In 2011, a gene responsible for some cases of both frontotemporal dementia (FTD) and amyotrophic lateral sclerosis (ALS) was identified. It is an abnormal variant of a gene on chromosome 9 called C90RF72.
“The discovery of the C90RF72 gene mutation as a cause of FTD and ALS represents a clear victory in the war against neurodegenerative disorders,” John Hodges, M.D., a professor of cognitive neurology and an FTD expert at the University of New South Wales in Australia, wrote in the March 2012 Brain. His hope was that “unraveling the molecular pathology would lead to a cure for these devastating diseases.”
Now Hodges and his colleagues have conducted a study that sheds more light on the relationship between FTD and the C90RF72 mutation. Their results were published online January 20 in JAMA Neurology.
During a five-year period at an FTD referral center, Hodges and his coworkers evaluated 114 consecutive patients with FTD, FTD-ALS, or corticobasal syndrome. They found that 14 (12 percent) of the patients had the C90RF72 mutation. This is precisely the same rate that Dutch researchers found in an FTD cohort (Psychiatric News, May 18, 2012).
The researchers were particularly interested in the relationship between the mutation and behavioral-variant FTD (bvFTD). This is a form of FTD characterized by early and progressive changes in personality, emotional blunting, and/or loss of empathy. They found that out of 29 patients with bvFTD, 10 had the mutation (a frequency rate of 34 percent). Thus the mutation appears to be a common cause of bvFTD.
Moreover, the 10 bvFTD patients harboring the mutation were more likely to have a family member with ALS than were 19 bvFTD patients not carrying the gene mutation. Psychotic symptoms—especially persecutory, negative, and paranoid delusions—were more common in patients with the mutation than without. Psychiatric illness in family members was significantly more common in mutation carriers than in those without the mutation.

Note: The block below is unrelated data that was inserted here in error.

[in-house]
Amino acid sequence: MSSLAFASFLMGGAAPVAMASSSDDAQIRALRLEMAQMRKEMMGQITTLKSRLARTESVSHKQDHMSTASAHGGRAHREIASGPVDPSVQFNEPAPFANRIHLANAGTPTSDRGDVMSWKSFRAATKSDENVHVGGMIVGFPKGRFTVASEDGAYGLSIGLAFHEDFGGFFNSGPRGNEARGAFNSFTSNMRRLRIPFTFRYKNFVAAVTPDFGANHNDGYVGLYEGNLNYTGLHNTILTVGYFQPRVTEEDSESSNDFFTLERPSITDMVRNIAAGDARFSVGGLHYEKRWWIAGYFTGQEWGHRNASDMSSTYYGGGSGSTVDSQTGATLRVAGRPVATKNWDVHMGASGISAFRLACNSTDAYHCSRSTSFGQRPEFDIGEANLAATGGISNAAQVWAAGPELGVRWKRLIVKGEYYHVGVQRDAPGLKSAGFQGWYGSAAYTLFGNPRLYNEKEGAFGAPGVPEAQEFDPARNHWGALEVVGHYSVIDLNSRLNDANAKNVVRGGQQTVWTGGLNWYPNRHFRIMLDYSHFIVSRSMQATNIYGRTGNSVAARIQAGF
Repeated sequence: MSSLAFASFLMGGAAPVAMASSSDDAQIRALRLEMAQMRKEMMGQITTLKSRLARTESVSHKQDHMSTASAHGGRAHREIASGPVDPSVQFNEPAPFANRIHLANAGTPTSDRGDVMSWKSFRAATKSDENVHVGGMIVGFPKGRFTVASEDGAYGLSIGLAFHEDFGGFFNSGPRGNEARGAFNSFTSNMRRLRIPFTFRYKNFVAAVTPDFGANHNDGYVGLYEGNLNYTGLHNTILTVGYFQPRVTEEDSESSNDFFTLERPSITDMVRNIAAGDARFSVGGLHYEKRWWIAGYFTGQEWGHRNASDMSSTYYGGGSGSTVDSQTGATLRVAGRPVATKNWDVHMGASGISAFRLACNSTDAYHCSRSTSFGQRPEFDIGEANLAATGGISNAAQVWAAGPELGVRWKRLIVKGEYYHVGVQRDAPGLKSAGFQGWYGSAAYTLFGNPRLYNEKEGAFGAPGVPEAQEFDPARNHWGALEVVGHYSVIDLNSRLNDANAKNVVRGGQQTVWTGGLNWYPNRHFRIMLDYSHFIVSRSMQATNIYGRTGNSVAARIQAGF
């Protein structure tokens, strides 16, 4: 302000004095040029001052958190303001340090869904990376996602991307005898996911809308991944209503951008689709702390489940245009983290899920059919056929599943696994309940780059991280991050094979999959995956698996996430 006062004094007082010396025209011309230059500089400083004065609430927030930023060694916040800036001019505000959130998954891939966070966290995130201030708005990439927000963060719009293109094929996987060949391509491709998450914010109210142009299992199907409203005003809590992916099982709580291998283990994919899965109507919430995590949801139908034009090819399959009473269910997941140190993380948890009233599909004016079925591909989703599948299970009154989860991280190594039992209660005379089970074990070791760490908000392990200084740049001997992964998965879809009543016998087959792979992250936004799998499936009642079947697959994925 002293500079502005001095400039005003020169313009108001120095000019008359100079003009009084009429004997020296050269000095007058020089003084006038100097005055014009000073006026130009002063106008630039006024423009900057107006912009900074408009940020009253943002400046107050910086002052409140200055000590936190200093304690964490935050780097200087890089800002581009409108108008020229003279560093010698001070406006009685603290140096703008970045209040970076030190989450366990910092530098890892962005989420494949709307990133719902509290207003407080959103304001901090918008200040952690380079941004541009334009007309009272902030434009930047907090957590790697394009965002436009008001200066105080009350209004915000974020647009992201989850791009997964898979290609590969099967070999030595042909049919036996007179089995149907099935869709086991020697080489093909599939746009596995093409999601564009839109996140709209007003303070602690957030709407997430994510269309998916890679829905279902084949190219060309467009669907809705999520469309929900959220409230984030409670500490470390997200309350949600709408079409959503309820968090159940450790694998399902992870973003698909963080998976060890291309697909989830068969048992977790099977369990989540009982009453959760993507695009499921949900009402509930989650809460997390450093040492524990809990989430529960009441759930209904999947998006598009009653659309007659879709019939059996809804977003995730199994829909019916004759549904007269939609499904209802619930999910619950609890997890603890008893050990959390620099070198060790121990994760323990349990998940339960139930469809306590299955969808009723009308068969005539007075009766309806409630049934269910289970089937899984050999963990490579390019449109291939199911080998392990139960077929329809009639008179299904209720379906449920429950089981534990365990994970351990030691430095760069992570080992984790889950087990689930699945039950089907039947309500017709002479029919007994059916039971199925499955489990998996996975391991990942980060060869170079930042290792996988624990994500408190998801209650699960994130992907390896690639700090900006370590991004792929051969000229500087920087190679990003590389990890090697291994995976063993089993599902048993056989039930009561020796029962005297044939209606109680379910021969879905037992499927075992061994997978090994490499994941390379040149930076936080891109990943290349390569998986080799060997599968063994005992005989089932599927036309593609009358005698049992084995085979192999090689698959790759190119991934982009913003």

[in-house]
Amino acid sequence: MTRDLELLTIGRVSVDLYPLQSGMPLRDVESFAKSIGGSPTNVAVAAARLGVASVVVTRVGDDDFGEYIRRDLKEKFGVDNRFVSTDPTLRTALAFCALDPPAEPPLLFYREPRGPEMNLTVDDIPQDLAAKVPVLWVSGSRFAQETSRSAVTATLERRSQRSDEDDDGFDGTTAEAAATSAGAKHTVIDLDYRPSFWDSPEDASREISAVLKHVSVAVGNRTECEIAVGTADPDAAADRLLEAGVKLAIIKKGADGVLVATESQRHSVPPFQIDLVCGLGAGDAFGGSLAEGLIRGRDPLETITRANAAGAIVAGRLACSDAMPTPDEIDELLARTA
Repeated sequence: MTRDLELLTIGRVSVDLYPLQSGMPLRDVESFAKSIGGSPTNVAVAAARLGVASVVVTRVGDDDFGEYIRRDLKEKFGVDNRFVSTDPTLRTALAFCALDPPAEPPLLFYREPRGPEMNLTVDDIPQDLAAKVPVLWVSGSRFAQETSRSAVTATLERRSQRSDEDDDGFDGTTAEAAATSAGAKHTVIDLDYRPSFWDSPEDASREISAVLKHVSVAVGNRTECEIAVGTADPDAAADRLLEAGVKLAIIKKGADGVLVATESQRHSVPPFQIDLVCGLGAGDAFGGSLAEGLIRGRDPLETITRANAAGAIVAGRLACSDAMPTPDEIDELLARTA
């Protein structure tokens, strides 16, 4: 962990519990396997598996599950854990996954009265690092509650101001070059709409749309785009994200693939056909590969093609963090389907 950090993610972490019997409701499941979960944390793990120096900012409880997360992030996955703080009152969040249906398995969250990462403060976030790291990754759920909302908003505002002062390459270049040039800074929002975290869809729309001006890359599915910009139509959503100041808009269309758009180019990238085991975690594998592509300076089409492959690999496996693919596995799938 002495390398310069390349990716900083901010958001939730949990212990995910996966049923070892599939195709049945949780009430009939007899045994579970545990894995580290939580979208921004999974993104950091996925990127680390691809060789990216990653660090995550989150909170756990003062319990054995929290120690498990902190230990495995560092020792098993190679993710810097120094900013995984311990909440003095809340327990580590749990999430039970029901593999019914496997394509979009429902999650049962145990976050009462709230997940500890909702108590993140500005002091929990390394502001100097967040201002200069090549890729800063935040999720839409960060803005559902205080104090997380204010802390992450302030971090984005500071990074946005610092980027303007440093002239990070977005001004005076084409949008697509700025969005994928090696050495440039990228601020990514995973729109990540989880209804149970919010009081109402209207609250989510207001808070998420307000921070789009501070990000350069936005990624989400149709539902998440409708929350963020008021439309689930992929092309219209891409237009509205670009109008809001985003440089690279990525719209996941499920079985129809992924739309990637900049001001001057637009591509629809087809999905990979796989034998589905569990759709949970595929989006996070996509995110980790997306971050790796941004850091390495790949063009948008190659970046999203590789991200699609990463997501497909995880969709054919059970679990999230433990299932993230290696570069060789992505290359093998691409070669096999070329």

The findings also have some broader implications, the researchers pointed out. Since most of the bvFTD mutation carriers had a family member with ALS, often in conjunction with psychiatric illness in family members, it’s possible that the mutation might contribute to psychiatric disorders as well as to FTD and ALS. Indeed, a recent study conducted by other researchers and published July 9, 2013, in the Annals of Neurology found a high prevalence of psychiatric disorders in the first-degree relatives of ALS patients who had the mutation.
“Patients with frontotemporal degenerative changes often develop behavioral symptoms in their 50s and may be referred to psychiatrists for diagnosis and treatment,” Robert Roca, M.D., said in an interview. In addition to being vice president and medical director of Sheppard Pratt Health System in Towson, Md., he is chair of the APA Council on Geriatric Psychiatry.
“We need to be aware that the emergence of behavioral disinhibition, loss of empathy, compulsive behaviors, and psychosis in late middle age can be early signs of FTD even in the absence of conspicuous signs of cognitive impairment. This study shows that a specific mutation on chromosome 9 is associated with some of these clinical manifestations, particularly the presence of delusions. This allows us to make a more precise diagnosis and helps us explain to patients and families why these disturbing changes are occurring.
“At this point there are no specific treatment implications, but every step we make toward understanding the causes of disease brings us closer to treatments that may alter the course of disease.”
The research was funded by the Motor Neuron Disease Association and the National Health and Medical Research Council of Australia. ■